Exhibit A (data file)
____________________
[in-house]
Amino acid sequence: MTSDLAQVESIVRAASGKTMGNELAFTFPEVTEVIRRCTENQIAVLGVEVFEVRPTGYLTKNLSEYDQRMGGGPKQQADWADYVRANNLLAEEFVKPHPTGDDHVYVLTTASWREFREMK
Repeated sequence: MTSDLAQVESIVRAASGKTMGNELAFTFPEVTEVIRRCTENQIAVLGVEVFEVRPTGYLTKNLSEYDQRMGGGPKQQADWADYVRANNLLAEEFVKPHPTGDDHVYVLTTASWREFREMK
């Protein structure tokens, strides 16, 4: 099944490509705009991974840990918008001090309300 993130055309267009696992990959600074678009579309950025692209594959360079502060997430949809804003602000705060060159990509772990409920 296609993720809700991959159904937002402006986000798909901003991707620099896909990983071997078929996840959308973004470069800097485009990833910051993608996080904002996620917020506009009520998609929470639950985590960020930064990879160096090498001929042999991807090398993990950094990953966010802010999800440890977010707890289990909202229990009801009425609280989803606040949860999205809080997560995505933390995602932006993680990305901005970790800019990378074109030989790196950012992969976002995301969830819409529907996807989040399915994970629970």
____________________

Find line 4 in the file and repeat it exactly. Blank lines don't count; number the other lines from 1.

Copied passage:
């Protein structure tokens, strides 16, 4: 099944490509705009991974840990918008001090309300 993130055309267009696992990959600074678009579309950025692209594959360079502060997430949809804003602000705060060159990509772990409920 296609993720809700991959159904937002402006986000798909901003991707620099896909990983071997078929996840959308973004470069800097485009990833910051993608996080904002996620917020506009009520998609929470639950985590960020930064990879160096090498001929042999991807090398993990950094990953966010802010999800440890977010707890289990909202229990009801009425609280989803606040949860999205809080997560995505933390995602932006993680990305901005970790800019990378074109030989790196950012992969976002995301969830819409529907996807989040399915994970629970």